BSNL, India's state-owned operator, is going through tough times. Recently, it has grabbed unfavorable headlines for delayed payments of wages to employees.
Now press reports report suggest it is preparing to lay off about 54,000 employees, representing 31% of its total headcount. BSNL is also said to be drawing up plans to lower the retirement age from 60 to 58 years. The measures are clearly aimed at moving BSNL toward profitability.
The likelihood is that measures will be announced after elections in May, according to reports. India's government is already under fire for not creating enough jobs in a country with one of the youngest populations in the world and high levels of unemployment.
But Anupam Shrivastava, BSNL's chairman and managing director, has taken to Twitter to play down the speculation that surrounds the firm.
"Turnaround of BSNL being devised by DoT [India's Department of Telecommunications] and BSNL includes allotment of 4G spectrum and offering lucrative VRS [Voluntary Retirement Scheme] to willing staff. Reduction of retirement age or laying off employees is not at all being considered. BSNL denies any such media appearances in this regard," he said.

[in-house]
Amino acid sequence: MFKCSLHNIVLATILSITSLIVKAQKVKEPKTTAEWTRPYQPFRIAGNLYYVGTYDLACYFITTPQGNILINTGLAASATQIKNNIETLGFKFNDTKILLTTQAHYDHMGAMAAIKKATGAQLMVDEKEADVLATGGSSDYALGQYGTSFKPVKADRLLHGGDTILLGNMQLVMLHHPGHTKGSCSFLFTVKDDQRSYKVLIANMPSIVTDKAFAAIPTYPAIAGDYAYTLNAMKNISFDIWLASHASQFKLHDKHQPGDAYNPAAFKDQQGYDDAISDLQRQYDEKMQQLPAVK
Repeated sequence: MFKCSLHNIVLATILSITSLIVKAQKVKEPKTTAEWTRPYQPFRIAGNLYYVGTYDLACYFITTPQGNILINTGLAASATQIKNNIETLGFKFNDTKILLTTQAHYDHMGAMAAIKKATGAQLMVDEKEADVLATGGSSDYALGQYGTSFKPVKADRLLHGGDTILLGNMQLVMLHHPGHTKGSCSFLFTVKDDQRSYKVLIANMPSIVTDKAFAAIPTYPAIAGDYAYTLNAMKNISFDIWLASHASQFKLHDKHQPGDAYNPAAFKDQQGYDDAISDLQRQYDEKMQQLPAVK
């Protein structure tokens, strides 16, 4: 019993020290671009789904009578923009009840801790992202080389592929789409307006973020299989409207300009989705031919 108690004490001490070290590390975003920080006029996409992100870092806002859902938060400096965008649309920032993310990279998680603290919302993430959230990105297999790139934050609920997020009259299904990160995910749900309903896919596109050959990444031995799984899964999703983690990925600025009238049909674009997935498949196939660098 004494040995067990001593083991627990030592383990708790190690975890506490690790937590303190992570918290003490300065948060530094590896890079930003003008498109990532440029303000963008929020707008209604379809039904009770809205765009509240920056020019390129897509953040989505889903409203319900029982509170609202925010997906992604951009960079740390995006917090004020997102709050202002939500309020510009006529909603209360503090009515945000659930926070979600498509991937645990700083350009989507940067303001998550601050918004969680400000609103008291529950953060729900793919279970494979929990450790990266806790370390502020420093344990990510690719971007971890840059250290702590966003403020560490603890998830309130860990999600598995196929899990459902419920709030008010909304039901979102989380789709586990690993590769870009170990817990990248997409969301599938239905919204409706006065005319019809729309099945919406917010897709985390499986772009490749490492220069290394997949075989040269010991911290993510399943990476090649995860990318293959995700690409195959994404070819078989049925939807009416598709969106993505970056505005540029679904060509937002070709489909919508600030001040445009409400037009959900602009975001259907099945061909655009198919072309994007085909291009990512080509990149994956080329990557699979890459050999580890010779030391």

BSNL is the only Indian service provider that has yet to offer a 4G service, and a commercial 4G launch could help to improve its fortunes.
But the company will still need to reduce its wage costs. With 176,000 employees, BSNL has one of the largest workforces in the Indian telecom industry today. Wages currently account for about 60% of revenues -- a key reason it racked up a loss of about 176.5 billion Indian rupees in the last fiscal year.
Staff costs are not the only issue, though. BSNL's market share has remained static for the last three years, and revenues have continued to fall. The operator's annual revenues declined from 324.1 billion Indian rupees ($4.7 billion) in the 2015/16 fiscal year to INR250.7 billion ($3.6 billion) in 2017/18.
Any move to slash 54,000 jobs would be unprecedented., Public-sector roles are coveted in India because they are assumed to be secure. A program of layoffs is likely to provoke a backlash from employees and trade unions.
India's telecom professionals have suffered as the market has consolidated. The arrival in late 2016 of Reliance Jio, an aggressive new entrant, triggered a spate of mergers and acquisitions that have left many people in the sector without work. If BSNL also decides to lay off employees, that situation will only get worse.
— Gagandeep Kaur, contributing editor, special to Light Reading